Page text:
News for December 11, 2002
Edited by Chris Henry
Top Swedish riders awarded, Ljungskog announces new team
By Gabriella Ekstrom
On Tuesday four of Sweden's leading riders were honoured with the award "Postryttaren" by Postgirot Bank, which for many years has been the main sponsor of cycling in Sweden.
Anna Enocsson (Motala AIF CK), received the award for the best female mountain bike rider, following her victories in both the cross-country national championship and the time trial. Anna has signed a contract for next season with the German Team Merida International, a team that will compete in all World Cup races. The best male mountain biker was Fredrik Kessiakoff (Team Crescent). Fredrik has had his best season so far, winning the Swedish Cup, the mountain bike TT national championships, and the U23 cross-country national championships. Fredrik has signed a contract for 2003 with Motorex Bianchi.
The best male road rider was Marcus Ljungquist (EDS-fakta). This year he won a number of races, including the Tour of Luxembourg and two Coupe de France events, Route Adélie and Paris-Camembert. He has signed a contract with Crédit Agricole for 2003.
Not surprisingly, the best female road rider award went to Susanne Ljungskog, who only days ago received the coveted "Bragdmedaljen" award in front of athletes like Kajsa Bergqvist and Emma Igelström. Susanne had an outstanding season with a stage win and a second place overall in the Tour de France, three stages and the GC in Giro della Toscana and, above all, a gold medal in the World Championships in Zolder and a number one spot in the world ranking.
Susanne took the opportunity to announce her new team during the press conference after the ceremony. For 2003 the world champion will be riding for team Aliverti-Catalunya. The team will be Italian/Spanish and will race on Bianchi bikes.
"I have chosen to ride for this team because they have planned a great program," Ljungskog told Cyclingnews after the press conference. "They will participate in all World Cup races except for the race in Australia, and they will ride the Tour de France and the Vuelta."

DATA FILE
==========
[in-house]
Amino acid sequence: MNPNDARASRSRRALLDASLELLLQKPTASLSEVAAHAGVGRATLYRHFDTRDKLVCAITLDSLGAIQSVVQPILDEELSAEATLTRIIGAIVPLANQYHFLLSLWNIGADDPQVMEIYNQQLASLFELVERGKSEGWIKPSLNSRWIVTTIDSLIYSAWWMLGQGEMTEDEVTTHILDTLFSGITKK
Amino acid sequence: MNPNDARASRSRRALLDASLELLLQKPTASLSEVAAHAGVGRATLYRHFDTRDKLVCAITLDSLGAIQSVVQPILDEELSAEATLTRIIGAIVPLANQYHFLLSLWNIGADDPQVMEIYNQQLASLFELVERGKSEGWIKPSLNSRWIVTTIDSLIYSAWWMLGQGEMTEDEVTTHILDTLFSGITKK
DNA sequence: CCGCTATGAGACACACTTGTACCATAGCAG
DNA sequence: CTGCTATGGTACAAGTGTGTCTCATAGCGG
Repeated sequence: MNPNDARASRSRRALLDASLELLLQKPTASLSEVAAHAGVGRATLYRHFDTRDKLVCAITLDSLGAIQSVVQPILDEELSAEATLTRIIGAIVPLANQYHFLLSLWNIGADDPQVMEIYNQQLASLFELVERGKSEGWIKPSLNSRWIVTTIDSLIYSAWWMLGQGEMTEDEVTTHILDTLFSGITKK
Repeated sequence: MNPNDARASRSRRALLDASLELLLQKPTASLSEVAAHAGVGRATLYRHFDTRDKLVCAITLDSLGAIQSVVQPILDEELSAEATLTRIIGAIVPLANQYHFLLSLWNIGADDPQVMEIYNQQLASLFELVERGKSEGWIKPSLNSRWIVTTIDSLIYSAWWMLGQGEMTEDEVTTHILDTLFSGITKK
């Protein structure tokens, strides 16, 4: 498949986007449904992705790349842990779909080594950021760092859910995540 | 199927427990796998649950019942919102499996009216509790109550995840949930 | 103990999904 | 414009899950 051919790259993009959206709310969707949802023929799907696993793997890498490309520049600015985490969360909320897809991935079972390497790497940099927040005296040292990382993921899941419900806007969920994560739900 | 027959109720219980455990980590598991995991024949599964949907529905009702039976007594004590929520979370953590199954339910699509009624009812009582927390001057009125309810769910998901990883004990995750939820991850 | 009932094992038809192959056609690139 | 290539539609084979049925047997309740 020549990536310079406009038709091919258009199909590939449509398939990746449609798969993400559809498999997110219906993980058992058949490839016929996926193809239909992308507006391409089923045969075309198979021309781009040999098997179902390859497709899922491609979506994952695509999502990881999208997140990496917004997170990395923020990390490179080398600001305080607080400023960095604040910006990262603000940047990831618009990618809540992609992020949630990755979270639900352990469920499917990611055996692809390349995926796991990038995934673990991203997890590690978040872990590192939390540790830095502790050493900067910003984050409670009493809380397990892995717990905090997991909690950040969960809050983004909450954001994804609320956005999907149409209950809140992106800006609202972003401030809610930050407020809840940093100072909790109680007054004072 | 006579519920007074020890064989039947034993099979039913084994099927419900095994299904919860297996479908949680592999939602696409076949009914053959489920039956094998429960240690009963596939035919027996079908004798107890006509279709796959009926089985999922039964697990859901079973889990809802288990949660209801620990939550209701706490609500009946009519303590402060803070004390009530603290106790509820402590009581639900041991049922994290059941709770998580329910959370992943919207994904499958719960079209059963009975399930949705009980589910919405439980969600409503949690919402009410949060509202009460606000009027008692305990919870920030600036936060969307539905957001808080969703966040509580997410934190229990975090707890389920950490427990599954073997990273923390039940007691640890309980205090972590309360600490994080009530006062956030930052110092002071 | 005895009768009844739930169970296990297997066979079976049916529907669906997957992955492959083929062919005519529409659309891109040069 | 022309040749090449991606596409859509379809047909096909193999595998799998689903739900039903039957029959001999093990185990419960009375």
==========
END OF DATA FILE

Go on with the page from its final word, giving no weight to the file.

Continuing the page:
"I will be their focus, and I am very much there to win races. My focus for next year is to win the Tour de France. Besides choosing them for their good program, I know the team has a friendly atmosphere. I know many of the riders and I know there will be good teamwork. They have offered Klas (Johansson, Susanne's partner. Ed) a place in the team management, and that is a positive thing. We will be located in Toscana, which of course is a good place to train."
Susanne also took the chance to thank Vlaanderen-T Interim for the two years she has spent with them.
Vervecken continues with Spaar Select
Top Belgian cyclo-crosser Erwin Vervecken has extended his contract with Spaar Select for two more years. Vervecken had expressed his doubts about re-signing, given the withdrawal from sponsorship of the Dutch arm of Spaar Select, and a number of postponed meetings to discuss contract negotiations. The team will not fold, however, and Vervecken is on-board for another two seasons of 'cross.
Essent Kabelcom will sponsor a new Dutch women's cycling team, the @Home Cyclingteam, with a three year commitment. The team is slated to carry eight riders, including Daniëlle Bekkering, a well known marathon speedskater. The full roster is as follows:
Sandra Rombouts (ex-Team Nürnberger)
Team manager: Thijs Rondhuis
Bruyneel blasts Boonen
US Postal team manager Johan Bruyneel has offered perhaps his most public criticism yet of Tom Boonen and the young rider's transfer from US Postal to the new Quick Step formation. "We had invested several years in Tom," Bruyneel told Belgian TV1. "We had made considerable investments and our plans were for the long term."
Boonen has been quoted as saying he did not have enough opportunities to race with US Postal, particularly following his breakout success at Paris-Roubaix, where he reached the podium in his first attempt at the World Cup classic. Bruyneel has countered by saying that in 2002, "our primary goal was to keep and develop (Boonen)."
"But it's the manner in which he left us that I deplore and that troubles me on a personal level," Bruyneel continued. "Since last June, he didn't speak to us anymore. We had to learn everything through the press. I'm still waiting for a phone call from him."
Bugno sentenced in Belgium
Retired Italian pro Gianni Bugno has given suspended sentences of six months in prison and a fine of 4,957 Euros by a court in Courtrai, Belgium. The charge was the purchase and possession of amphetamines. Three others were found guilty along with Bugno: Gianni's father Giacomo, ex-Mapei soigneur Tiziano Morassut, and former Belgian cyclist Edouard Vanhulst. These three received the same sentence as Gianni Bugno.